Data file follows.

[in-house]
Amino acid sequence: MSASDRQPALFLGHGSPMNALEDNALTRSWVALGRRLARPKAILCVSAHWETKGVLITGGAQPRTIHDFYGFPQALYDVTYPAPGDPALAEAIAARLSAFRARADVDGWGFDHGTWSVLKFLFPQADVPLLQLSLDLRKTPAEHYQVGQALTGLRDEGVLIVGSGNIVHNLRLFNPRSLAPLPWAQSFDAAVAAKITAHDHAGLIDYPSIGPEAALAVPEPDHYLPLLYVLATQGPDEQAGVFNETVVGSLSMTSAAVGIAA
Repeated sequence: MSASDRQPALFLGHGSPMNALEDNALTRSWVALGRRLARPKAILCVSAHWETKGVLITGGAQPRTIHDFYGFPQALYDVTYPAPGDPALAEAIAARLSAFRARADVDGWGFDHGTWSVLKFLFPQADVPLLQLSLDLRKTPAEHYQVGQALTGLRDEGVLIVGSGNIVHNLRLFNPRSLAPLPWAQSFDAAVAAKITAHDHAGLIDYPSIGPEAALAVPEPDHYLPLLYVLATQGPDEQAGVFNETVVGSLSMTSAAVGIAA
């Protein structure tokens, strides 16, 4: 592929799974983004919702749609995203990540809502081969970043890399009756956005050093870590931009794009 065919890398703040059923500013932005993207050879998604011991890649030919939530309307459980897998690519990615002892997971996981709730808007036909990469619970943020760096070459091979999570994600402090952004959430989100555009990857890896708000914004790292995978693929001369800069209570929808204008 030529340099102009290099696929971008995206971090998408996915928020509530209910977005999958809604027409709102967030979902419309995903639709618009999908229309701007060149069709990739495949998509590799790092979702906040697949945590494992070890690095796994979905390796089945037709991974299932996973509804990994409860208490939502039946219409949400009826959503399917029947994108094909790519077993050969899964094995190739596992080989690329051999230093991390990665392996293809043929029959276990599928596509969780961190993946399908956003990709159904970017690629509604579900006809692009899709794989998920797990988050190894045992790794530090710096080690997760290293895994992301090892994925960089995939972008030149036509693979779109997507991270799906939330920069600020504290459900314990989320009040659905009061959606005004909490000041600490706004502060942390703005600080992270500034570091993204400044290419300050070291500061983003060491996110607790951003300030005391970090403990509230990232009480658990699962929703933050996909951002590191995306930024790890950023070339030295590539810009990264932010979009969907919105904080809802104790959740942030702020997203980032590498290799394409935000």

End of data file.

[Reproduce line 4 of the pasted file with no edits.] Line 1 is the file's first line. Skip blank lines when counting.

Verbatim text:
């Protein structure tokens, strides 16, 4: 592929799974983004919702749609995203990540809502081969970043890399009756956005050093870590931009794009 065919890398703040059923500013932005993207050879998604011991890649030919939530309307459980897998690519990615002892997971996981709730808007036909990469619970943020760096070459091979999570994600402090952004959430989100555009990857890896708000914004790292995978693929001369800069209570929808204008 030529340099102009290099696929971008995206971090998408996915928020509530209910977005999958809604027409709102967030979902419309995903639709618009999908229309701007060149069709990739495949998509590799790092979702906040697949945590494992070890690095796994979905390796089945037709991974299932996973509804990994409860208490939502039946219409949400009826959503399917029947994108094909790519077993050969899964094995190739596992080989690329051999230093991390990665392996293809043929029959276990599928596509969780961190993946399908956003990709159904970017690629509604579900006809692009899709794989998920797990988050190894045992790794530090710096080690997760290293895994992301090892994925960089995939972008030149036509693979779109997507991270799906939330920069600020504290459900314990989320009040659905009061959606005004909490000041600490706004502060942390703005600080992270500034570091993204400044290419300050070291500061983003060491996110607790951003300030005391970090403990509230990232009480658990699962929703933050996909951002590191995306930024790890950023070339030295590539810009990264932010979009969907919105904080809802104790959740942030702020997203980032590498290799394409935000």